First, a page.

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"The Man Who Shot Liberty Valance" — (Bullz-Eye DVD Review)

June 2, 2009


Considering that it’s among the most influential of all Hollywood westerns and the last great film directed by the ultimate American classicist, John Ford, “The Man Who Shot Liberty Valance” is quirkier and darker than you might expert. It features two great stars playing characters initially decades older, and later decades younger, than their actual ages, and has a moral and political point of view that resonates with the most complex moments in American history, including the one we’re in now. Coming from a director famed for awe-inspiring vistas, it is so small in visual scope that it is often referred to as a “chamber western.” Though it was made at a point where color had become the Hollywood standard, it was shot in black and white – and had to be. For one thing, the nearly absurd age differences between the two male leads, and their characters throughout the film, would have been ruinously obvious in color – but also because black and white has always somehow been appropriate for portraying films about moral gray areas, and that’s where this tale lives.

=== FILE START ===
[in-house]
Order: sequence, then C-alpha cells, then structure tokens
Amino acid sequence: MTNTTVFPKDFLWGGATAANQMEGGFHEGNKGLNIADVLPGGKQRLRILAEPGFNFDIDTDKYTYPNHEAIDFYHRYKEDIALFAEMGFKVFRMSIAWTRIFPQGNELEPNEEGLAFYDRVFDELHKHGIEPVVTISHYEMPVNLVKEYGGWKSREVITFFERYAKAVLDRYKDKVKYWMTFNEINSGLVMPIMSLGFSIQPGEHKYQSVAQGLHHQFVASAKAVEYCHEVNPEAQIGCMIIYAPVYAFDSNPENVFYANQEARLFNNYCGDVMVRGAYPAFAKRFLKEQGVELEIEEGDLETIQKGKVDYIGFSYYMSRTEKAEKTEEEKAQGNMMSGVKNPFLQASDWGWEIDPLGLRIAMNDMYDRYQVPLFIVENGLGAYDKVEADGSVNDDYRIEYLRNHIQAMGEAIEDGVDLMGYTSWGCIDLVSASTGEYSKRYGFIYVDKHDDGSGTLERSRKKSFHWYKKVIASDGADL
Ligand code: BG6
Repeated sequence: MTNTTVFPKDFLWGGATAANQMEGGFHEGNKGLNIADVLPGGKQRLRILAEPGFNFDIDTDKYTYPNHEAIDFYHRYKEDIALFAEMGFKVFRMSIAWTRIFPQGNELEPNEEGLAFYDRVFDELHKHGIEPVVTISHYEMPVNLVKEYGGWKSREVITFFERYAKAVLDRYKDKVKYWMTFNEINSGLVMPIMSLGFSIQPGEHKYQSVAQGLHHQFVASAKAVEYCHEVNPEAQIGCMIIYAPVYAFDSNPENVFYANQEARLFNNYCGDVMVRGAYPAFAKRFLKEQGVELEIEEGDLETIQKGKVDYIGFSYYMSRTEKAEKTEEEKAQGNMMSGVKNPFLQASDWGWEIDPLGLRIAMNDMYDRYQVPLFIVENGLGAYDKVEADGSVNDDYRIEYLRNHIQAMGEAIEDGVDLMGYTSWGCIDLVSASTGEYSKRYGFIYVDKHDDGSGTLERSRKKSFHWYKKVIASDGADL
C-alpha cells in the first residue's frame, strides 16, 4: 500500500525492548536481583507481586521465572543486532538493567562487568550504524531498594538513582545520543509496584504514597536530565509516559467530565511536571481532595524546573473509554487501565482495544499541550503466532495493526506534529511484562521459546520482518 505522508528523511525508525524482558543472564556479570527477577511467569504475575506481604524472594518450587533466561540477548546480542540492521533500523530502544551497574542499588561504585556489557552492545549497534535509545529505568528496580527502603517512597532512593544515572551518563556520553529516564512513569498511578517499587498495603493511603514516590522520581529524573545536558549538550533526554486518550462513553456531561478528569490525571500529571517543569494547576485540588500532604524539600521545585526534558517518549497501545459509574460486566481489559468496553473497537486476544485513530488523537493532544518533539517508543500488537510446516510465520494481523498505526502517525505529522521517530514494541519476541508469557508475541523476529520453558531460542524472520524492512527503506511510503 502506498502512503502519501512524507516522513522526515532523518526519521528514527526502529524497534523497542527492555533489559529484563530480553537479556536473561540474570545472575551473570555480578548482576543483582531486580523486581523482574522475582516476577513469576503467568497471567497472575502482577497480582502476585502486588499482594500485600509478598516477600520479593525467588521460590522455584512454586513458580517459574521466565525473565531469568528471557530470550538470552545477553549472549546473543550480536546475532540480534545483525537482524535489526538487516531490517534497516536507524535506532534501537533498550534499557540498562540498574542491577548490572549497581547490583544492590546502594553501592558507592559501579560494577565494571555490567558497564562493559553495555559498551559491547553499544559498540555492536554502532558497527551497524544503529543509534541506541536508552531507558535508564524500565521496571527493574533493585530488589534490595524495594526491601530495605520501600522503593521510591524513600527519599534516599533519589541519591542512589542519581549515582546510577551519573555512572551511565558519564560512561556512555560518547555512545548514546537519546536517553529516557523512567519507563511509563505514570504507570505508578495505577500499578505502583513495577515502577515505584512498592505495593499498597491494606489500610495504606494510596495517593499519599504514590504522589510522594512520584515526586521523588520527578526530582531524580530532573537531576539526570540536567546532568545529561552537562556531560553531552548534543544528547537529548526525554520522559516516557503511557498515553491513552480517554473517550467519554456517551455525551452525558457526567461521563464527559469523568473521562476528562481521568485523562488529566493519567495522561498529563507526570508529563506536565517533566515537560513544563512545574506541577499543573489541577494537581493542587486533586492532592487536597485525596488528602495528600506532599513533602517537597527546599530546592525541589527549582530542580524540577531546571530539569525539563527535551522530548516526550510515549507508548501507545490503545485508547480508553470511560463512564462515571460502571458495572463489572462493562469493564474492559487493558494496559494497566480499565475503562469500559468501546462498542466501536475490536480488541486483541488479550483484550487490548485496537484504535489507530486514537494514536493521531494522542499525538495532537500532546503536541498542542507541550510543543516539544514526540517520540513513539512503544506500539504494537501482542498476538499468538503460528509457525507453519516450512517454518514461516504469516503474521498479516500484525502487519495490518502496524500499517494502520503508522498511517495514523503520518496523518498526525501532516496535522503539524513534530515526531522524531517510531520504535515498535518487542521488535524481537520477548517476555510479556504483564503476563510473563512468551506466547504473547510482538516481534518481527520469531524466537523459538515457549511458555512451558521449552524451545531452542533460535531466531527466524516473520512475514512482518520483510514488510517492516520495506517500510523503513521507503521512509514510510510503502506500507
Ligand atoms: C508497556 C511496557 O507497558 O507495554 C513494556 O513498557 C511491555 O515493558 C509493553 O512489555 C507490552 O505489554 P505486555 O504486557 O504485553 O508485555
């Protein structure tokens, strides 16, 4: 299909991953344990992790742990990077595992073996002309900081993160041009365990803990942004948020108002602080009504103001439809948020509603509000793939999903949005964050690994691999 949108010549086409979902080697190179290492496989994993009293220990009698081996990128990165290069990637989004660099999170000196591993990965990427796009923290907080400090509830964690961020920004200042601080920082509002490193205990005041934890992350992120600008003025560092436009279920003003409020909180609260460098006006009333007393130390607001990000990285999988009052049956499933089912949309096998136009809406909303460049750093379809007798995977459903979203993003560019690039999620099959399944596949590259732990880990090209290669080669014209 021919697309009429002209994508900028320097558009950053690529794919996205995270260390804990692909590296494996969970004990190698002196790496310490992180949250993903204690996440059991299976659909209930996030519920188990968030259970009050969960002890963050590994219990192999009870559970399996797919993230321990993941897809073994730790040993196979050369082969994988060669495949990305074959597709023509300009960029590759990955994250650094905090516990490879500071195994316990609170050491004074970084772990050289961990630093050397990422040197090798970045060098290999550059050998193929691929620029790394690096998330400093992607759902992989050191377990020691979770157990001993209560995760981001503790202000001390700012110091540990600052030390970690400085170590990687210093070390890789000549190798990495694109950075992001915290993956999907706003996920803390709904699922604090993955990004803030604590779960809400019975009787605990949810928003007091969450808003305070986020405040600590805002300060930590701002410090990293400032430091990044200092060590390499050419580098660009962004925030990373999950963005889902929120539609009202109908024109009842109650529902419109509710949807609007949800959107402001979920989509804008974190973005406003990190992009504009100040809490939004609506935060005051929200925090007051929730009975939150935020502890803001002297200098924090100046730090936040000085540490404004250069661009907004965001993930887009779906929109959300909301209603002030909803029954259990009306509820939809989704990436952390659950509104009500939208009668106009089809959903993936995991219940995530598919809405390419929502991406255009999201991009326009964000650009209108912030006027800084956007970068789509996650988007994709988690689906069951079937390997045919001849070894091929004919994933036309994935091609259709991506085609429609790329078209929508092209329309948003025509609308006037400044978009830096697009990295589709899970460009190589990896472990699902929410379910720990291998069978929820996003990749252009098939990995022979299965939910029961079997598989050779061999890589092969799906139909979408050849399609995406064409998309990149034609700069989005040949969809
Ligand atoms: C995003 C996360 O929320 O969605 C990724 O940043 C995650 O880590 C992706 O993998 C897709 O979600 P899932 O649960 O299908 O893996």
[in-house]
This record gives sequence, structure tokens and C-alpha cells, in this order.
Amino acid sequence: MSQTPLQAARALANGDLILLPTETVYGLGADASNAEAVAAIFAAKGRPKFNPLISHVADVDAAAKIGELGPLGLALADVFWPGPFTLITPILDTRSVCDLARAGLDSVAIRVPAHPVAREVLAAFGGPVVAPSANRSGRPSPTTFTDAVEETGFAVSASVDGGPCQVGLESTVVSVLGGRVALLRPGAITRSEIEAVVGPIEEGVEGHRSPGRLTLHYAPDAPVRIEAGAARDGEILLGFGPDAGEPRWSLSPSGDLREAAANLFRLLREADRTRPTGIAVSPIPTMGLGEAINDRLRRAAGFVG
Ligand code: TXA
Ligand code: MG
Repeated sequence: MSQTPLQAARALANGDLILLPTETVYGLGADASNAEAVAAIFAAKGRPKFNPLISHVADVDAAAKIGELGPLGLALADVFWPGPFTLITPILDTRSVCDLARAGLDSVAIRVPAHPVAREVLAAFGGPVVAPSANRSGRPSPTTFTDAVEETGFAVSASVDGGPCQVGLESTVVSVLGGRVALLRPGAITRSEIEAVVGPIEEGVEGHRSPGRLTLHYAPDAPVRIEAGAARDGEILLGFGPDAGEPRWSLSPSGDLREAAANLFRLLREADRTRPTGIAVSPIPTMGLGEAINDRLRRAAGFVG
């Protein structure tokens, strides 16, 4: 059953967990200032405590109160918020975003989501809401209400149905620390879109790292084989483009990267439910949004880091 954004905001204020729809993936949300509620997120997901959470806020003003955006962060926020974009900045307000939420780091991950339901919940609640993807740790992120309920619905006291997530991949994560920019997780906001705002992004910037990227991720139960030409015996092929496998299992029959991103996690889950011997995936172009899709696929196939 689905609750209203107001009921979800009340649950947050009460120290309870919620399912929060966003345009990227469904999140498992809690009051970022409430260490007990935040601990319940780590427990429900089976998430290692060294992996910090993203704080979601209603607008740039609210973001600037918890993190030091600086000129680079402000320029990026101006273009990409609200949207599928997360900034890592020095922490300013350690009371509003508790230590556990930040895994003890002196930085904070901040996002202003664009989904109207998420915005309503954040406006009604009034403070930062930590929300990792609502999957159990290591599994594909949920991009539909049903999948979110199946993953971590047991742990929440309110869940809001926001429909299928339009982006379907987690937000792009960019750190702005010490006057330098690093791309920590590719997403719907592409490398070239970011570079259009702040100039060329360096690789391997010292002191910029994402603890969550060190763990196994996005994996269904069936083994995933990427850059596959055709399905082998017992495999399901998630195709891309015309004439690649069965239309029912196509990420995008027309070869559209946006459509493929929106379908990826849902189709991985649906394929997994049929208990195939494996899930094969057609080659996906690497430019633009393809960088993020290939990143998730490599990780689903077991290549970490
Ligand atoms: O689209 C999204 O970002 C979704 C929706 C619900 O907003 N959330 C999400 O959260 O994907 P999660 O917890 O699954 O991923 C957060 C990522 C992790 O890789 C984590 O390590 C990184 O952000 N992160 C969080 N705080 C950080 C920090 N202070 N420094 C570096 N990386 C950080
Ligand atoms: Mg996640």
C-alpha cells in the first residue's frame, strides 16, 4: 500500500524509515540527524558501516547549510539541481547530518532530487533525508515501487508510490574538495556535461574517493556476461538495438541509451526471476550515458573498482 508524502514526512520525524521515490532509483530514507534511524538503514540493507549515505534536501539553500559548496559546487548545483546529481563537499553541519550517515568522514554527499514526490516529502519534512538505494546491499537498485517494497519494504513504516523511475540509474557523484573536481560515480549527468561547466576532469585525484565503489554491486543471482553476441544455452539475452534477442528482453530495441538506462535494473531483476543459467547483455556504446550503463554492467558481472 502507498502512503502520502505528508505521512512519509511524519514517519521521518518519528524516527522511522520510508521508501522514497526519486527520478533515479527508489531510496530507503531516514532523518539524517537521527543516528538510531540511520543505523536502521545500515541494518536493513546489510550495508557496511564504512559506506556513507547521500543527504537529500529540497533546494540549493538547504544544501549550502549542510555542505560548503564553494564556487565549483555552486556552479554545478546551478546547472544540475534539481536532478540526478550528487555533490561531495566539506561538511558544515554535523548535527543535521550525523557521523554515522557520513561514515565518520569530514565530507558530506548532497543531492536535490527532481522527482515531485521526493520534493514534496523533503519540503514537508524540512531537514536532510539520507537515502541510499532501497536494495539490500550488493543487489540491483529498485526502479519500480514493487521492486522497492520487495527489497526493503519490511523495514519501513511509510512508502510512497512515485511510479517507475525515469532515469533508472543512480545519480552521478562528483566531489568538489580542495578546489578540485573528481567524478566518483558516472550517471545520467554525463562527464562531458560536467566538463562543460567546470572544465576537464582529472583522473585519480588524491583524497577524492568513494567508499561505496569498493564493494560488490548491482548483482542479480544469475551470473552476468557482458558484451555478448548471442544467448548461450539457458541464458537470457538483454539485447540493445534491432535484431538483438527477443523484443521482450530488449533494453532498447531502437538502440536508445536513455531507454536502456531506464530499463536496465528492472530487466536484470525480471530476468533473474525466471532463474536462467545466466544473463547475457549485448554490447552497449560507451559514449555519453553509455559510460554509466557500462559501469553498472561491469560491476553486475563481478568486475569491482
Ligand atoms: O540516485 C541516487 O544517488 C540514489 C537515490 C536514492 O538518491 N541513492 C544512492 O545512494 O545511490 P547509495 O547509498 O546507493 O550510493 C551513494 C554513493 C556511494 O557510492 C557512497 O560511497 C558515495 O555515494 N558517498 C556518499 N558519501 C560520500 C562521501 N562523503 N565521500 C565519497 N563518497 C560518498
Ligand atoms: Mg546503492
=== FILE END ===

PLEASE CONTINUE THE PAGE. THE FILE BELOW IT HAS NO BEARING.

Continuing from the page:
Adapted by James Warner Bellah and Willis Goldbeck from a story by Dorothy Johnson, “Liberty Valence” opens sometime near the turn of the 20th century. The aging and highly distinguished Senator Ransom Stoddard (James Stewart), who rose to fame for a now legendary moment of heroism, and his wife, Hallie (Vera Miles, “Psycho”), return to the western town of Shinbone. They are there for the funeral of an old friend, a little-known resident who died penniless. After the Senator is accosted by a self-important newspaperman (Denver Pyle) demanding to know the significance of the deceased, the bulk of the film is told in flashback as a much younger Stoddard’s stagecoach is waylaid just outside of Shinbone….



A nicely student-sweded scene from the film. They don’t have Ford, Stewart, or Marvin, but they’ve got moxie.

  1. John P. Garry permalink

    What does “student-sweded” mean? Why Sweden?


  2. John P. Garry permalink

    Thanks for the information. I sure hope this term doesn’t become standard. “Re-make” is much easier to understand. But, since “slash fiction” has become a standard term my hopes may be dashed.


  3. We’re already too late, my friend. It was actually quite the ‘net trend there for a while…sort of surprised you missed it.

    Actually, though, it’s not a horrible usage because “remake” usually implies a professional production that actually changes the original material somewhat, whereas “sweding” tends to stick pretty closely to the original script.

    The most often cited original sweded was the inspiration for both “Be Kind, Rewing” and the recent “Son of Rambow” — the recently rediscovered eighties video remake of “Raiders of the Lost Ark.”

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